Time and again I keep seeing an increasing amount of articles about Millennials/Gen-Y and how we are all so different to the generations above us. Some have been positive but a large number have been quite disparaging, but probably the most famous (and balanced) article around this subject is the TIME cover story of the MEMEME generation, with the comment, “They are narcissistic, overconfident, entitled and lazy, but they just might be new Greatest Generation.”
However, despite all this talk about Millennials, I have long struggled with the idea that the year we were born determines our behaviour, as it is far too simplistic. This behaviour of putting people into a ‘box’ and giving them a label is something I have seen first hand in my role as a marketer when targeting customer groups based on their age and postcode, but it is also prevalent socially too. For example, we all love to take the latest Buzzfeed/Cosmo/Men’s Health surveys to see what type of person we are and compare ourselves with others. The problem with all of these groupings is that whilst they are interesting, they are largely so general they do not really mean anything and alienate the many at the expense of defining a few. As such, explaining the behaviour of young employees being a direct result of them being Millennials is no more scientific than using someone’s star sign to define their character e.g. “They are a Taurus, so no wonder they are stubborn!” Despite these generalisations, the use of groupings can be useful providing that we use them to identify individuals based on their behaviour and not based on fixed data points such as age, as your behaviour can change irrespective of your age bracket.
To give you an example, over the past 18 months I have had the privilege of working with two of my colleagues, Scott and Aly, who would both be classified as Generation X, with there being a 10 year age gap between me and Scott and another 10 years between Scott and Aly (I won’t give their actual ages as that isn’t fair!). By current definitions I am a Millennial and my two colleagues are generation X and as such we should have VERY different approaches to working. However, we do not have an office and all work from home or on client sites, we communicate via telephone or video conferencing, operate flexible working practices in terms of not having a definitive 9-5 schedule, give regular, honest feedback rather than storing it up for annual reviews, constantly innovate and fail fast, have a flat structure, and ensure our business values are lived every day and do not lie dormant in a brand document on our hard drive.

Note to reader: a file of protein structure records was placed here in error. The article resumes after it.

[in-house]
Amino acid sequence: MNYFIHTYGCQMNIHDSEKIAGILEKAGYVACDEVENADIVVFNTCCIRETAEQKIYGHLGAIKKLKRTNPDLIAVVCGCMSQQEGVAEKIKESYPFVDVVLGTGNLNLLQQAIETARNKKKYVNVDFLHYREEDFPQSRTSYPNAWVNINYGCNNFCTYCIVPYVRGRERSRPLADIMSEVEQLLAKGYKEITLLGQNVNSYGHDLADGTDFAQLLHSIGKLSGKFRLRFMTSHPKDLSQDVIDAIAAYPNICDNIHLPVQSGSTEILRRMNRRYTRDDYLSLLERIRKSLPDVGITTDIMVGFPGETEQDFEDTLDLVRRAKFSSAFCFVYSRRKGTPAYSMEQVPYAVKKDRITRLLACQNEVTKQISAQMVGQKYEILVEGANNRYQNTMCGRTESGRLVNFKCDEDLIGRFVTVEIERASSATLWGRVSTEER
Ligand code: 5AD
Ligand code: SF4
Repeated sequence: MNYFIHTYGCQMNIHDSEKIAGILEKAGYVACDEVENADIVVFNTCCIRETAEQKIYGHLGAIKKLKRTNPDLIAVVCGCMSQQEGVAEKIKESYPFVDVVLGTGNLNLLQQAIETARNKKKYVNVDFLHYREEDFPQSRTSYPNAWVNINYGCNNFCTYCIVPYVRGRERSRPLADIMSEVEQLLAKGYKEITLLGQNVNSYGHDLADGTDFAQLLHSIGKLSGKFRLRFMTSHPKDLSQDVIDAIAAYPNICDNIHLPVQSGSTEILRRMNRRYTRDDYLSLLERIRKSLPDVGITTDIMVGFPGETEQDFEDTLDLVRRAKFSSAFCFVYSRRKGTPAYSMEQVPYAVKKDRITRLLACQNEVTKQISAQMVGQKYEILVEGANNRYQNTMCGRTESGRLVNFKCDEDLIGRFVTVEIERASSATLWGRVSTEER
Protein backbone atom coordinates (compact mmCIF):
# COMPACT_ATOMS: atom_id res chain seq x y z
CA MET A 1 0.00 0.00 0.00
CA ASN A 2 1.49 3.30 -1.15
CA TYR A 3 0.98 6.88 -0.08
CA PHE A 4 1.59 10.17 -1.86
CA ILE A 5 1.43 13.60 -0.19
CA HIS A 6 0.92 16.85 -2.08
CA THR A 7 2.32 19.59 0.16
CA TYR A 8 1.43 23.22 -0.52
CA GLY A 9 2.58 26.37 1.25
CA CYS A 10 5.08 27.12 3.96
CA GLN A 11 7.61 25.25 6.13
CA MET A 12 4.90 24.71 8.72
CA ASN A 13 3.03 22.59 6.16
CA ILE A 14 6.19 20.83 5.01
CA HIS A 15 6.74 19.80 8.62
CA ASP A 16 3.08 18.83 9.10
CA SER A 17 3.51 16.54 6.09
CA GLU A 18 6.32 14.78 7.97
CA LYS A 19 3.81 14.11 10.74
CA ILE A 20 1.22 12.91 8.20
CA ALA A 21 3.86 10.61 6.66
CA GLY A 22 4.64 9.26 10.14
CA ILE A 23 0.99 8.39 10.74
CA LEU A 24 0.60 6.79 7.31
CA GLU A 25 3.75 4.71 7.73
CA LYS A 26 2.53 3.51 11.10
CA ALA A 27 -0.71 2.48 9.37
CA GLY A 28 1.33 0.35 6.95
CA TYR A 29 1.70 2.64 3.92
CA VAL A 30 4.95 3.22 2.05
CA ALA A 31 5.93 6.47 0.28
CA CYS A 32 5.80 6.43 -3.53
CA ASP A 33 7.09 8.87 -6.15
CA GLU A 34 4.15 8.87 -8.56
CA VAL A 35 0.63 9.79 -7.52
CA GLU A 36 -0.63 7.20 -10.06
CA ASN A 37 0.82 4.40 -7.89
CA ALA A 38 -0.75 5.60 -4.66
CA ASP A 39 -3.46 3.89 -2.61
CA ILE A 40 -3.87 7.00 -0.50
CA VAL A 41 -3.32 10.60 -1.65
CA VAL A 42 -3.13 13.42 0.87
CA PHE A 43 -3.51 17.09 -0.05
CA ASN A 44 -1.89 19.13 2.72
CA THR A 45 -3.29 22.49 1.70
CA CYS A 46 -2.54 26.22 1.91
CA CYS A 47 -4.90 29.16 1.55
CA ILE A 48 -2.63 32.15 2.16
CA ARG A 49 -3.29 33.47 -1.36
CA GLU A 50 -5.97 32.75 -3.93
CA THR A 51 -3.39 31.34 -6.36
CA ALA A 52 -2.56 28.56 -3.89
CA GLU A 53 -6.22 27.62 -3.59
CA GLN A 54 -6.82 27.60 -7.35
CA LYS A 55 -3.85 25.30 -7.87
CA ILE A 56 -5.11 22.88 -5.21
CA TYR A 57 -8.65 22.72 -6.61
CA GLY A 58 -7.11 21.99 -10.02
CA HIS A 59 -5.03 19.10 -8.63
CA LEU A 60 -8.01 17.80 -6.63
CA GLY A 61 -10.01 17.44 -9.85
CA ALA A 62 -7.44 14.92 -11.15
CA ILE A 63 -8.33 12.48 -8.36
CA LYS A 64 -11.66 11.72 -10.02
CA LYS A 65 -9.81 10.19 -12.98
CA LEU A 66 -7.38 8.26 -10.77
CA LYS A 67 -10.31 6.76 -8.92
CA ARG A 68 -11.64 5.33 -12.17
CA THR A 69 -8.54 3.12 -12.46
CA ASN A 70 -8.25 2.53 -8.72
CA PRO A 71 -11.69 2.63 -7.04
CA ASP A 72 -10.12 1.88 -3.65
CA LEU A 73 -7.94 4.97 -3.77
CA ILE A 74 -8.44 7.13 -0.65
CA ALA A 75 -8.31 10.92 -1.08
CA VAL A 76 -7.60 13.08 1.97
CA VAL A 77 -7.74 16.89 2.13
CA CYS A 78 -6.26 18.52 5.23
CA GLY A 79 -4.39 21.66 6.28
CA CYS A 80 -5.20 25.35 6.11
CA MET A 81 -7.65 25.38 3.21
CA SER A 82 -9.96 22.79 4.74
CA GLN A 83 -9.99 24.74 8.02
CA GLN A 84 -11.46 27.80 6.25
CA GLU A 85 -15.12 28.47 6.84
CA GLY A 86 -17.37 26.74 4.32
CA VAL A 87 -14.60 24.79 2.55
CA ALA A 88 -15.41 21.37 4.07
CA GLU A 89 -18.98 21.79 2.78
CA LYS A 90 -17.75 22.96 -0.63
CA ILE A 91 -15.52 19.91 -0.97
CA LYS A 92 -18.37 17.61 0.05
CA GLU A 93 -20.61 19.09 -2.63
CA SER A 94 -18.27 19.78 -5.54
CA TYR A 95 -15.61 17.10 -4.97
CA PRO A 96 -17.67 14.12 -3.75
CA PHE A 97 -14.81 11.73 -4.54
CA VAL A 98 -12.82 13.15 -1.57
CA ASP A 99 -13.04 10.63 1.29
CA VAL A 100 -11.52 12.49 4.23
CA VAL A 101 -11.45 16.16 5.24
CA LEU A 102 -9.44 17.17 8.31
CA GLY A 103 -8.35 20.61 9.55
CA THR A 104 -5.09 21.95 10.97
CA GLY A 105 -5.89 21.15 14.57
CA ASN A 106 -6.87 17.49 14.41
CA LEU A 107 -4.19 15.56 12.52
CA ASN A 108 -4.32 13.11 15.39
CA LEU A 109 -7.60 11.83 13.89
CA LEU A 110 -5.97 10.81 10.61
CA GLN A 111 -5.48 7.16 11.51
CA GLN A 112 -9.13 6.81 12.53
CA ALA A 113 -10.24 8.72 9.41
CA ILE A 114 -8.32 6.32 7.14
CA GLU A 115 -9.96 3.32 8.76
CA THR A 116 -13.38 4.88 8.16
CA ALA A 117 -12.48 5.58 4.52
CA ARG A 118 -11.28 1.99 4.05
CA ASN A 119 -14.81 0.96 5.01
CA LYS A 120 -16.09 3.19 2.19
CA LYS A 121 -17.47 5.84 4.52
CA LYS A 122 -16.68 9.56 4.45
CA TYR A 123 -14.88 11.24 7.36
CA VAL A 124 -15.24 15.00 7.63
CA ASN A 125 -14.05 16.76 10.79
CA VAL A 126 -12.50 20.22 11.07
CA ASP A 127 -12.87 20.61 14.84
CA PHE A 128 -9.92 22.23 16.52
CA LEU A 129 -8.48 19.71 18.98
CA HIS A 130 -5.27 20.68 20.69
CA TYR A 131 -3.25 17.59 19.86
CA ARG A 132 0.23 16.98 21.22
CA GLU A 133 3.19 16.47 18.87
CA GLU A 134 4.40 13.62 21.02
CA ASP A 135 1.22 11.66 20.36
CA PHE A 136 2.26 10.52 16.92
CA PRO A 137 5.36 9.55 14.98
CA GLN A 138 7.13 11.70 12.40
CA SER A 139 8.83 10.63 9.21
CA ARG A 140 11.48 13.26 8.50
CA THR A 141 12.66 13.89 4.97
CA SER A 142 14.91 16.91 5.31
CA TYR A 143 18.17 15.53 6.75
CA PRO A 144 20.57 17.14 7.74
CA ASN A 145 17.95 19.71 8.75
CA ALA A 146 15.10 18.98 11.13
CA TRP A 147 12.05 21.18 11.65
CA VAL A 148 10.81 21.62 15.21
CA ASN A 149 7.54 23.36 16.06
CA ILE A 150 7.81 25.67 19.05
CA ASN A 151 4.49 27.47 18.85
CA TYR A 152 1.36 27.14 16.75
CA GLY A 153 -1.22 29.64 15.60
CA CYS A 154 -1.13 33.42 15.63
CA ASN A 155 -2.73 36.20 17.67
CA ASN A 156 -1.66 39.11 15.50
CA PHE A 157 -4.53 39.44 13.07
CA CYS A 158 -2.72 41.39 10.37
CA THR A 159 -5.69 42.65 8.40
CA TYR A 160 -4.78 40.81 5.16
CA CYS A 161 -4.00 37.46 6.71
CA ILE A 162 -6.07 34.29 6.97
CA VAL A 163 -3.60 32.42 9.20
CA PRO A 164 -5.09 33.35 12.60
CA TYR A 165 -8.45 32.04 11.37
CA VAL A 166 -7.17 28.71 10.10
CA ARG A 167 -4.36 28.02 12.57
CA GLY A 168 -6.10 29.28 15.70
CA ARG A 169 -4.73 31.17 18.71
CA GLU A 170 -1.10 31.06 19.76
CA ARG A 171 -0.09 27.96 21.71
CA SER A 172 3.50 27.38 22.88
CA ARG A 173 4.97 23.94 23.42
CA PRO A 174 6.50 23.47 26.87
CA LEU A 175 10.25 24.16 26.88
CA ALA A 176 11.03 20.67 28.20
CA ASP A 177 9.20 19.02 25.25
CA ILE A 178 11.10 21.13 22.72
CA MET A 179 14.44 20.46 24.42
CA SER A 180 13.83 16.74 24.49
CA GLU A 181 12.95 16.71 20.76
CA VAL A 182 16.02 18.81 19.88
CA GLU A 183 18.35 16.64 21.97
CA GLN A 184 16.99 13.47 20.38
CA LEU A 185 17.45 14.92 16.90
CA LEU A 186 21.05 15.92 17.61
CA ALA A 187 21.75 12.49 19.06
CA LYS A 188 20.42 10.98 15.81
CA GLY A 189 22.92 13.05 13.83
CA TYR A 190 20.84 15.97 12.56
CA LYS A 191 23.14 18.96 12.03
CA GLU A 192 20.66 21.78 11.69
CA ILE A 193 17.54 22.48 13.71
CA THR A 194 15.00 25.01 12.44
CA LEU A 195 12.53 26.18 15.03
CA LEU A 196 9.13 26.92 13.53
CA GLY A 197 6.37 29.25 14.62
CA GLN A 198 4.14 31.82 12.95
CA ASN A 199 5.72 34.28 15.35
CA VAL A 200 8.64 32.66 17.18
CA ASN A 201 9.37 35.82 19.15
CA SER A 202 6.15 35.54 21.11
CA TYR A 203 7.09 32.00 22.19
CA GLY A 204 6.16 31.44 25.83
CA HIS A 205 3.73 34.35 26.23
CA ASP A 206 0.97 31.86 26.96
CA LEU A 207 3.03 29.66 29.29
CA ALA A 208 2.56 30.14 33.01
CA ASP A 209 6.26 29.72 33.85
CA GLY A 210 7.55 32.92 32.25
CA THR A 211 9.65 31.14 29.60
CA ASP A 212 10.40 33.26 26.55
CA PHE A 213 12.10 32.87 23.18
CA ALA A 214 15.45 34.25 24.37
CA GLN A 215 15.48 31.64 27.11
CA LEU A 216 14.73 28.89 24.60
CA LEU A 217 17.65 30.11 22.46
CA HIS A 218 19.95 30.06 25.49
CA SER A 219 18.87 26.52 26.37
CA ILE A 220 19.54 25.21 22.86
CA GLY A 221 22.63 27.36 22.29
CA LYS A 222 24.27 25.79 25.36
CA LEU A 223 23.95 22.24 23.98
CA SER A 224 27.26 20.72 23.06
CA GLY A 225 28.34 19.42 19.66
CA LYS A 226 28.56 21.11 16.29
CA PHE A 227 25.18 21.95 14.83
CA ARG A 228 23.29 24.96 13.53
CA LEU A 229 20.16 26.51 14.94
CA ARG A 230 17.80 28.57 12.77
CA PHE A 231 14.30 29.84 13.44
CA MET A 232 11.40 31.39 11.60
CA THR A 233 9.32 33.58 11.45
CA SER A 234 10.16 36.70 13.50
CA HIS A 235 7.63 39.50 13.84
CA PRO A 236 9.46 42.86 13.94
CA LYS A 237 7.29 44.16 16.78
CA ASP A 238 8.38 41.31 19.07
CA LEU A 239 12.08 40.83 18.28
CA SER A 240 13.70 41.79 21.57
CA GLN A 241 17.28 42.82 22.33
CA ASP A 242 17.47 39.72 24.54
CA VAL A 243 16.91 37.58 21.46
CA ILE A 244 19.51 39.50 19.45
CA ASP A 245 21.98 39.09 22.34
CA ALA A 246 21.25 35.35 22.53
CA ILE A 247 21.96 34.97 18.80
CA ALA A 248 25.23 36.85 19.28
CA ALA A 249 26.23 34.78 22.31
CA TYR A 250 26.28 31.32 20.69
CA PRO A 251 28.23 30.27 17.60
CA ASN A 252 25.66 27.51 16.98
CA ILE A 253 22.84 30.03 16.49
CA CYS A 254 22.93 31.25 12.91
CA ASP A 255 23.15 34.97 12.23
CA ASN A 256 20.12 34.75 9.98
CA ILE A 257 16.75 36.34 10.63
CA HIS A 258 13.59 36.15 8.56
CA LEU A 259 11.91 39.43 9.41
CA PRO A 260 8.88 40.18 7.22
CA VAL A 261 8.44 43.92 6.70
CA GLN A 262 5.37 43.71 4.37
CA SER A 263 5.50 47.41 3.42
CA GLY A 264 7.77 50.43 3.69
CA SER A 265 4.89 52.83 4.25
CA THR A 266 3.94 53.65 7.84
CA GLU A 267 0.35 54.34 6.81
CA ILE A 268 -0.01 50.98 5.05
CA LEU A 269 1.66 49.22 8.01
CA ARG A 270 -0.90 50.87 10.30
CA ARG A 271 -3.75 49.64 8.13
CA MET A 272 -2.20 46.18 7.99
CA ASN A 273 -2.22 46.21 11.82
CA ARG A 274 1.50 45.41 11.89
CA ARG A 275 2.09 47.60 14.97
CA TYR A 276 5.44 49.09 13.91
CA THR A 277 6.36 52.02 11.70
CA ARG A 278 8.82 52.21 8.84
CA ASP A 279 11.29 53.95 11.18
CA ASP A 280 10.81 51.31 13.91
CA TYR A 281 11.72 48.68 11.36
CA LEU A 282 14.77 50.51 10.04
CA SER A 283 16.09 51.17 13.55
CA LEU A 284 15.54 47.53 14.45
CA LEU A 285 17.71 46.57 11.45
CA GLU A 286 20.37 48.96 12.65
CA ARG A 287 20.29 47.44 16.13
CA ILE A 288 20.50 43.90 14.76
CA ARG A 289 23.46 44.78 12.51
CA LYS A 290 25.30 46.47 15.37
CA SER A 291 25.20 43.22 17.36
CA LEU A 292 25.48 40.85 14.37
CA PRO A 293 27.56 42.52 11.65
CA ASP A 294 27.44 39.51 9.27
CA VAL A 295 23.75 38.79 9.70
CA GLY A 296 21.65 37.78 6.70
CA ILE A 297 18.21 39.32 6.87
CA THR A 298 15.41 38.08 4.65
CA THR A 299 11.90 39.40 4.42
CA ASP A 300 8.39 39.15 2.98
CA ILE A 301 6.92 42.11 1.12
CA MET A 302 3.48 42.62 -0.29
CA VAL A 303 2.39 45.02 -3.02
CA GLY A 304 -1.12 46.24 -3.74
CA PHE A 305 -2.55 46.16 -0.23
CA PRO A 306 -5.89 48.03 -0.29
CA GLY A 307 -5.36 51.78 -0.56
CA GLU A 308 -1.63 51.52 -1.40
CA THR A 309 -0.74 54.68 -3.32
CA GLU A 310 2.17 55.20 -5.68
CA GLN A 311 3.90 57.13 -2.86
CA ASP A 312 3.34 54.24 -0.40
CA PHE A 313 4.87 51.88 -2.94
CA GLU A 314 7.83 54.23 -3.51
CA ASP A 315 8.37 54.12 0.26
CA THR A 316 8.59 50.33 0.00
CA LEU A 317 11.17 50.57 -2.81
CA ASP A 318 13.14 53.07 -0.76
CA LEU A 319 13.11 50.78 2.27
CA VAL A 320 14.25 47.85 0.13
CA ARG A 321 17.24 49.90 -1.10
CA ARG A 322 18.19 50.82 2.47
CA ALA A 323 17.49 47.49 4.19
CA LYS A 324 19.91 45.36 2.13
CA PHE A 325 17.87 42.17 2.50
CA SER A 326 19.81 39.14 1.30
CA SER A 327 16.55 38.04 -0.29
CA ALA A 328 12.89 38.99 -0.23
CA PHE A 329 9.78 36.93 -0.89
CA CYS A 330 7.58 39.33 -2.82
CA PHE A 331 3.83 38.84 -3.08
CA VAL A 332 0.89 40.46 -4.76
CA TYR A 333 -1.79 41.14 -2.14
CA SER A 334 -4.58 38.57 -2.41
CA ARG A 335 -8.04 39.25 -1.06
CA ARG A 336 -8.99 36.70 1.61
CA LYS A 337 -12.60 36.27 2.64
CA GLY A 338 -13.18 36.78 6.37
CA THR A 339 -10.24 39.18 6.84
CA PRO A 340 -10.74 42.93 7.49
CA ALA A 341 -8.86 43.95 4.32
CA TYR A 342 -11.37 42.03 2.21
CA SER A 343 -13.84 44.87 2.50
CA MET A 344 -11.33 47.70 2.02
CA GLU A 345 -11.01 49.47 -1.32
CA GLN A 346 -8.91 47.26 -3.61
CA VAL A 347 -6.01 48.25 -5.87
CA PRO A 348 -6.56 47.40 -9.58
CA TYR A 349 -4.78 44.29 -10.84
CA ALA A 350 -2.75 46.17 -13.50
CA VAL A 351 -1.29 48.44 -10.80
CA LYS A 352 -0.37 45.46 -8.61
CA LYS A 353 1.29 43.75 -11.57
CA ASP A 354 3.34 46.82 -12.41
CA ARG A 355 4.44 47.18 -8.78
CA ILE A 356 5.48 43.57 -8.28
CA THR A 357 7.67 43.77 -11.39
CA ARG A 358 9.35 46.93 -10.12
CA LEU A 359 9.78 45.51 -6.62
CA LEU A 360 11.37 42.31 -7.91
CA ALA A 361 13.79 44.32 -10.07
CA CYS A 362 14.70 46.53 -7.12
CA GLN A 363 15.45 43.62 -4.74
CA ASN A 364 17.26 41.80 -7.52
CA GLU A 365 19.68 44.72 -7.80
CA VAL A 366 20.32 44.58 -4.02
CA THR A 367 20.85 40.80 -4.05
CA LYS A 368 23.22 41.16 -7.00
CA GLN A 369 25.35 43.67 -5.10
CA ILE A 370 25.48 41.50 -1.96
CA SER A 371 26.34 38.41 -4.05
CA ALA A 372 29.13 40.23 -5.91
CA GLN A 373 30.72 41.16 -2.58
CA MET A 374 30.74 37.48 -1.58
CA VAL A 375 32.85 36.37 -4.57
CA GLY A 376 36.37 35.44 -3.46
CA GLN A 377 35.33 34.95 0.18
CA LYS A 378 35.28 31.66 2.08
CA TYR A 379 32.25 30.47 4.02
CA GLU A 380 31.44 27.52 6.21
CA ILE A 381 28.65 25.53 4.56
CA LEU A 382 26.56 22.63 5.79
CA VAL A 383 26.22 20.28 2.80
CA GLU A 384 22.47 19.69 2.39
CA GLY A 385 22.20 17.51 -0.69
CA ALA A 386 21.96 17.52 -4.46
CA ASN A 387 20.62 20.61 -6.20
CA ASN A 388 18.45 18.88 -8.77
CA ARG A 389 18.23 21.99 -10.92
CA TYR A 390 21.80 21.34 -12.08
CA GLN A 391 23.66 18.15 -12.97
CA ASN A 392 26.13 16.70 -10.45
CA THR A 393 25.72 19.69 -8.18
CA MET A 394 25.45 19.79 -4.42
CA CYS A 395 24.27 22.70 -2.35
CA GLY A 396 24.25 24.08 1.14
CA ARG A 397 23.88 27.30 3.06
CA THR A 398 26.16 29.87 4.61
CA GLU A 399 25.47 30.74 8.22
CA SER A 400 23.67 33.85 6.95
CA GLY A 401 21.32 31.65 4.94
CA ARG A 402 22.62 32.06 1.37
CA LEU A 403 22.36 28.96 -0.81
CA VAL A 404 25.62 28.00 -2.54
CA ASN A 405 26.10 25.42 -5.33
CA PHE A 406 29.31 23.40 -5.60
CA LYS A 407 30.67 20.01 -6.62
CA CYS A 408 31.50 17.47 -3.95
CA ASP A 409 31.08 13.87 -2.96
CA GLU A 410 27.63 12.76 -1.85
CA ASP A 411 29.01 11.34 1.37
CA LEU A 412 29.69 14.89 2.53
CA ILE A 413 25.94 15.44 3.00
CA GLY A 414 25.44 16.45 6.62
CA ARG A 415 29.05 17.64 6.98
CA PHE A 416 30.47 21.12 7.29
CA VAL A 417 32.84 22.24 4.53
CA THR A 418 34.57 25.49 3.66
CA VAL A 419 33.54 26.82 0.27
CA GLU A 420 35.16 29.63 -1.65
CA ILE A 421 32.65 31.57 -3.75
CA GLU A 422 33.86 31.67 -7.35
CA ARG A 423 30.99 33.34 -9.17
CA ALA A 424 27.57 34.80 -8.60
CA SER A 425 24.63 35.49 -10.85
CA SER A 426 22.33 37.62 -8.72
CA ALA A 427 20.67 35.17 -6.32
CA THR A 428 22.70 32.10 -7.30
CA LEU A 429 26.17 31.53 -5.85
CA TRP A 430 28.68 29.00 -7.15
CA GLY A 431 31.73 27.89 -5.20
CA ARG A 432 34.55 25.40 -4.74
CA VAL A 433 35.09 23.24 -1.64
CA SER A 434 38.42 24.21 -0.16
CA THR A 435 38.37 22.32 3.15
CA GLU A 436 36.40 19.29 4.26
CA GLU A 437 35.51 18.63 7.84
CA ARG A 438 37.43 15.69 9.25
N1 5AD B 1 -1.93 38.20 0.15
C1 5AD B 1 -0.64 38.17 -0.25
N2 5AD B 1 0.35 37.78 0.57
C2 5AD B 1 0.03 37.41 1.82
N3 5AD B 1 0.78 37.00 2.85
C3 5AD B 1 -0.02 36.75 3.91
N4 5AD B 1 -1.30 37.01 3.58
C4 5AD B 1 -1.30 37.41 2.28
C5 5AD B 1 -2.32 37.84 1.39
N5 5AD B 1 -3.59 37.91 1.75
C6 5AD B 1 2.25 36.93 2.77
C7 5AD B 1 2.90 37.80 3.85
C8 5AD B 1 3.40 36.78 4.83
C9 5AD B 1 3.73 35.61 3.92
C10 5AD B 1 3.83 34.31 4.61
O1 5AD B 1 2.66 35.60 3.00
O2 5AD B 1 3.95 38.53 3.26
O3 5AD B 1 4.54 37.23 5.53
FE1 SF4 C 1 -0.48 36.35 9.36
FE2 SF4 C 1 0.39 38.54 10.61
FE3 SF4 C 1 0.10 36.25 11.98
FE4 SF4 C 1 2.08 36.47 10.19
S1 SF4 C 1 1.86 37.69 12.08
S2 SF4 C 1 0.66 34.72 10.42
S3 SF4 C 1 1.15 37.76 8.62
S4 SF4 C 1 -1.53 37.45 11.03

Sure there are some differences in how we work, just like there are differences between any group of individuals, but my colleagues very much have a Millennial Mindset and are a great example of modern employees, irrespective of their age. They have embraced the new ways of working brought about by technology and used it to their benefit. But my colleagues are not the only ones. Some of my key clients and business leaders I have met are also great examples of modern employees adopting a Millennial Mindset, confirming that you do not have to be a Millennial to have a Millennial Mindset.
The sooner businesses wake up to this and realise that a change in business behaviours is not just a generational thing but a wider behaviour change amongst employees as a whole, the sooner they can start coming up with meaningful solutions to change their corporate culture to ensure they remain relevant.